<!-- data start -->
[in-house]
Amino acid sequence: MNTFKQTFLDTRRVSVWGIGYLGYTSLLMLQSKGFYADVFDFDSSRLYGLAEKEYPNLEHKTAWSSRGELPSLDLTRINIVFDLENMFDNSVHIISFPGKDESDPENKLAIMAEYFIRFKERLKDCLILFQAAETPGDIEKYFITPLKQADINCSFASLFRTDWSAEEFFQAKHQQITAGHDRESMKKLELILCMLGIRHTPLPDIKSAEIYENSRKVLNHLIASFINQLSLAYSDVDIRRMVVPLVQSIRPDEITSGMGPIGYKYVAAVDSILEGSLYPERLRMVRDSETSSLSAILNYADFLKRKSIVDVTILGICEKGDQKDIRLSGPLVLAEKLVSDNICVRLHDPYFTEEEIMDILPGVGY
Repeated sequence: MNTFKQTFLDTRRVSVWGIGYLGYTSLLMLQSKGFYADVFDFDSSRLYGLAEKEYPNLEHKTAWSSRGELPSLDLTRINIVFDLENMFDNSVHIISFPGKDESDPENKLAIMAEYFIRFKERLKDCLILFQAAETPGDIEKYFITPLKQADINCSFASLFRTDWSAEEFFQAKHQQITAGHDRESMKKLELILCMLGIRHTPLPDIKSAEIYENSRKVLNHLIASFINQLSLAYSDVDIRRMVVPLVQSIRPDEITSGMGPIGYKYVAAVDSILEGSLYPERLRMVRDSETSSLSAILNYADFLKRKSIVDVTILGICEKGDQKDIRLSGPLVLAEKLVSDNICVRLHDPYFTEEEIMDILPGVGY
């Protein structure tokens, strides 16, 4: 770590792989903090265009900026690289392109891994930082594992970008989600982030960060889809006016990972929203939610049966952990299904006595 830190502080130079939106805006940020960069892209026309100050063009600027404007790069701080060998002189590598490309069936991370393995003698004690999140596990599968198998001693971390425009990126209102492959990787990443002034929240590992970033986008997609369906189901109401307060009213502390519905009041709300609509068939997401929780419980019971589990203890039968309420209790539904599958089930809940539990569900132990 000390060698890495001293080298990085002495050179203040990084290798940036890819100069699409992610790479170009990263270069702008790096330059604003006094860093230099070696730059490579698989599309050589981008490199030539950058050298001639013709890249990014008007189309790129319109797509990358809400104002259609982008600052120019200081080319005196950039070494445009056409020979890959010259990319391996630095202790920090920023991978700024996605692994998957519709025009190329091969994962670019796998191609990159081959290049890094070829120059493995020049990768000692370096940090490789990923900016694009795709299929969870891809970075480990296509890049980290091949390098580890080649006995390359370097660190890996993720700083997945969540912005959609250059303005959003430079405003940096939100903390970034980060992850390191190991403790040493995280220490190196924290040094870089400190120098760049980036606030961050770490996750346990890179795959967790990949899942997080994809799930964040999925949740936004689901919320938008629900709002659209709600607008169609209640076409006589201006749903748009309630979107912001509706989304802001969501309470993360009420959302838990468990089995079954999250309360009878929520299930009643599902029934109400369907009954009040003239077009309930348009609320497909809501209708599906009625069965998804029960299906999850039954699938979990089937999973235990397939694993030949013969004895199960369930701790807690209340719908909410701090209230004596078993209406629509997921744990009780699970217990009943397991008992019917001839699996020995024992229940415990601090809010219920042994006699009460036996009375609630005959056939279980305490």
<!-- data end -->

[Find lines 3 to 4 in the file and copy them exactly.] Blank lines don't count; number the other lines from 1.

Repeated sequence: MNTFKQTFLDTRRVSVWGIGYLGYTSLLMLQSKGFYADVFDFDSSRLYGLAEKEYPNLEHKTAWSSRGELPSLDLTRINIVFDLENMFDNSVHIISFPGKDESDPENKLAIMAEYFIRFKERLKDCLILFQAAETPGDIEKYFITPLKQADINCSFASLFRTDWSAEEFFQAKHQQITAGHDRESMKKLELILCMLGIRHTPLPDIKSAEIYENSRKVLNHLIASFINQLSLAYSDVDIRRMVVPLVQSIRPDEITSGMGPIGYKYVAAVDSILEGSLYPERLRMVRDSETSSLSAILNYADFLKRKSIVDVTILGICEKGDQKDIRLSGPLVLAEKLVSDNICVRLHDPYFTEEEIMDILPGVGY
């Protein structure tokens, strides 16, 4: 770590792989903090265009900026690289392109891994930082594992970008989600982030960060889809006016990972929203939610049966952990299904006595 830190502080130079939106805006940020960069892209026309100050063009600027404007790069701080060998002189590598490309069936991370393995003698004690999140596990599968198998001693971390425009990126209102492959990787990443002034929240590992970033986008997609369906189901109401307060009213502390519905009041709300609509068939997401929780419980019971589990203890039968309420209790539904599958089930809940539990569900132990 000390060698890495001293080298990085002495050179203040990084290798940036890819100069699409992610790479170009990263270069702008790096330059604003006094860093230099070696730059490579698989599309050589981008490199030539950058050298001639013709890249990014008007189309790129319109797509990358809400104002259609982008600052120019200081080319005196950039070494445009056409020979890959010259990319391996630095202790920090920023991978700024996605692994998957519709025009190329091969994962670019796998191609990159081959290049890094070829120059493995020049990768000692370096940090490789990923900016694009795709299929969870891809970075480990296509890049980290091949390098580890080649006995390359370097660190890996993720700083997945969540912005959609250059303005959003430079405003940096939100903390970034980060992850390191190991403790040493995280220490190196924290040094870089400190120098760049980036606030961050770490996750346990890179795959967790990949899942997080994809799930964040999925949740936004689901919320938008629900709002659209709600607008169609209640076409006589201006749903748009309630979107912001509706989304802001969501309470993360009420959302838990468990089995079954999250309360009878929520299930009643599902029934109400369907009954009040003239077009309930348009609320497909809501209708599906009625069965998804029960299906999850039954699938979990089937999973235990397939694993030949013969004895199960369930701790807690209340719908909410701090209230004596078993209406629509997921744990009780699970217990009943397991008992019917001839699996020995024992229940415990601090809010219920042994006699009460036996009375609630005959056939279980305490």